Friday, July 10, 2015

Paperweight by Meg Haston


Published: July 7th 2015
Publisher: HarperTeen
Purchase: Amazon / Book Depository / Barnes & Noble
Goodreads: Seventeen-year-old Stevie is trapped. In her life. In her body. And now in an eating-disorder treatment center on the dusty outskirts of the New Mexico desert.

Life in the center is regimented and intrusive, a nightmare come true. Nurses and therapists watch Stevie at mealtime, accompany her to the bathroom, and challenge her to eat the foods she’s worked so hard to avoid.

Her dad has signed her up for sixty days of treatment. But what no one knows is that Stevie doesn't plan to stay that long. There are only twenty-seven days until the anniversary of her brother Josh’s death—the death she caused. And if Stevie gets her way, there are only twenty-seven days until she too will end her life.

In this emotionally haunting and beautifully written young adult debut, Meg Haston delves into the devastating impact of trauma and loss, while posing the question: Why are some consumed by their illness while others embark on a path toward recovery?

This is a difficult book to review, because I cannot describe precisely whether I loved or hated it. It's sharp, a hard book to love, and the material makes it a difficult book to stomach. It covers some serious issues, including eating disorders, death, difficult and ambiguous relationships, and self-harm.

Stevie is a girl with only one goal in mind. To die, to pay for the death she caused: her brother.

At first, I was admittedly worried that I would not like this book. Stevie is an uncomfortable character, hard to connect to with, until you really see past the barriers and anger and self-hatred that she has which didn't happen until I was midway through the book. Once I became invested in the story, in the backstory of Stevie and her brother Josh's death, this book grew on me until I was outright tearing up as the end neared.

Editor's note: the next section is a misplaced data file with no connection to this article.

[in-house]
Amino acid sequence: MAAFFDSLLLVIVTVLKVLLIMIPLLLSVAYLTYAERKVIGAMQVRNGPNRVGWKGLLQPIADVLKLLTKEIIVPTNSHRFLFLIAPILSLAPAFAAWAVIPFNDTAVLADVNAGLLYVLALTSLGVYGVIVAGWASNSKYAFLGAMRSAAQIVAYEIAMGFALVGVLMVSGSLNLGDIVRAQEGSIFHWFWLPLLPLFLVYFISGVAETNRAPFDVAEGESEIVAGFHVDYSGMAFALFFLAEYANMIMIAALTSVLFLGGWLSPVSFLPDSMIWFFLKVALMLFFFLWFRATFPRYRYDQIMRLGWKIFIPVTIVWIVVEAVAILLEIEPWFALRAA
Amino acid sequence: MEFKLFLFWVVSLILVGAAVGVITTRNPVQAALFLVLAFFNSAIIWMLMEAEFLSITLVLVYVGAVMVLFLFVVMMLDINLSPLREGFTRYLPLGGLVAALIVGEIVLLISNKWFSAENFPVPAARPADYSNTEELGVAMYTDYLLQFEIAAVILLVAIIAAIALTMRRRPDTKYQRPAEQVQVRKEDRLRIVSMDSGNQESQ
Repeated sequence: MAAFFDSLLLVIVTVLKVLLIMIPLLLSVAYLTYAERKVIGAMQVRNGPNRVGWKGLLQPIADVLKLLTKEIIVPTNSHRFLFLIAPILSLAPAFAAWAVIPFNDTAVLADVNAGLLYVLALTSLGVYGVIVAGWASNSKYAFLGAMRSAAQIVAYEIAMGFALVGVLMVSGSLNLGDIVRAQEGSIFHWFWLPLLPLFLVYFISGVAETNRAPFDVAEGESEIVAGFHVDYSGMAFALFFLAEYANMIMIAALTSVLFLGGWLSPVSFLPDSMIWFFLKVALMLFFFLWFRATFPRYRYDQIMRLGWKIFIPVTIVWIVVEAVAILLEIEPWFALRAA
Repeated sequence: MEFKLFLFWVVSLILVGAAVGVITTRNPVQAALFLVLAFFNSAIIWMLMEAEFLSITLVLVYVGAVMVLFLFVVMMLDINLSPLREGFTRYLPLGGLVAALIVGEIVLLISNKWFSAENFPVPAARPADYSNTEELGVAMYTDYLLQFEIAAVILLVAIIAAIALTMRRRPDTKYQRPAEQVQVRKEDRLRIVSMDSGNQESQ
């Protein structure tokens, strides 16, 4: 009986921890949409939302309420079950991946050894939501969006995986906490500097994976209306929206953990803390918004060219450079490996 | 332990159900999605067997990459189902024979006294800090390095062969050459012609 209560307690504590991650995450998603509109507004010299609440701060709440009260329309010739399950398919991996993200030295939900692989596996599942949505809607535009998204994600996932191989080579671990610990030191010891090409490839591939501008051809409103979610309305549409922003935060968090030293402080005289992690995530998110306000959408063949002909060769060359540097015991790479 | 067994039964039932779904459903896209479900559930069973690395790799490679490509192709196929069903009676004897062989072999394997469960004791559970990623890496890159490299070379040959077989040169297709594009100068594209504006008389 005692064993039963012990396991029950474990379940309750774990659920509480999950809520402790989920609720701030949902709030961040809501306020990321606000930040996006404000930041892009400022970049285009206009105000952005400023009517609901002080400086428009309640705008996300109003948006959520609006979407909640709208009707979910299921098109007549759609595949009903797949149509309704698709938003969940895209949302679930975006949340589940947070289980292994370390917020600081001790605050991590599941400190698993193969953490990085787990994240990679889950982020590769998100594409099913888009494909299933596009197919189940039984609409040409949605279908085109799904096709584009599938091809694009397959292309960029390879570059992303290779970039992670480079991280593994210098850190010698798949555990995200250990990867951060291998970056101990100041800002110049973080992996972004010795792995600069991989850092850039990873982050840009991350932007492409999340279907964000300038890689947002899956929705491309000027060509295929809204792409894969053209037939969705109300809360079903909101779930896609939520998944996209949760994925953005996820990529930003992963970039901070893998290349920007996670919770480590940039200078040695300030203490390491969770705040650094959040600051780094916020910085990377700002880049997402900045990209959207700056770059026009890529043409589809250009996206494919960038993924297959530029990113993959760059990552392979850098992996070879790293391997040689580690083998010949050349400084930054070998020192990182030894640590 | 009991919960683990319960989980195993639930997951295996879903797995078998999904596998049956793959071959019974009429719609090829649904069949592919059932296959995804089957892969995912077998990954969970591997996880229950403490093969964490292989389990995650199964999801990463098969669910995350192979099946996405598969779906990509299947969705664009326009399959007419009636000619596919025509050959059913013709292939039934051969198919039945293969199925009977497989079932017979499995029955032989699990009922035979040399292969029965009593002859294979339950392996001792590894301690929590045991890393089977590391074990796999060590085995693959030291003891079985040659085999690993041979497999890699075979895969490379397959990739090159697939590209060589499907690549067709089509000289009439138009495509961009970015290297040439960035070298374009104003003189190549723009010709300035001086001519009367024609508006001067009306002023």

While seeing Stevie face her disorder, this book offered a glimpse at the other girls, in the various states and stages, especially Stevie's bunkmate Ashley. From the girls that are recovering to the ones who are desperately holding on, it felt all too real and haunting to me. The self-hatred and the shattered convictions that these girls hold broke my heart.

The focused look at Stevie's character and the carefully cultivated flashbacks to her childhood, to her relationship with her mother sheds a light on who she is and the way she thinks. It hurt to read but at the same time, it was an important part of the book.

The most illuminating point of this book is the tangled and toxic relationship between Stevie and her friend Eden. We never meet her, but Eden plays a vital role in Stevie's past, and in the ultimate tragedy of Josh's death. I can't say much more without spoiling the book, but the letter that Stevie writes to her was one of my favorite scenes in this book.

Finally, what shone in this book for me is the relationship she had with Josh. Her brother who loved her and was there for her, until the day he was gone. The small snippets of the daily interactions between them made me smile fondly in the beginning, and the guilt that weighs Stevie hurt. When the whole story behind how he died came out, I had to admit I cried because it was heartbreaking. And Stevie, caught in the shattering aftermath of it, I can understand why she became who she was at the beginning of the book.

This isn't an easy book to read, but from the start, Haston managed to give an unflinching and stark view of the mental and physical complications that come from eating disorders. They're not glamorized or glossed over, and it's not cheerfully optimistic or hopeful when it comes to the individuals.

This book is raw and vulnerable, wringing an emotional dishrag out of me, and I was truly touched by it. It was honest and I can say that it has made a lasting impact on me.

A quick note at the end: this book does have a scene involving self-harm that could prove triggering and thus should be read with caution.

Thank you to Epic Reads for the advance copy of this book.

My Rating: ★★★ (3.5 stars)

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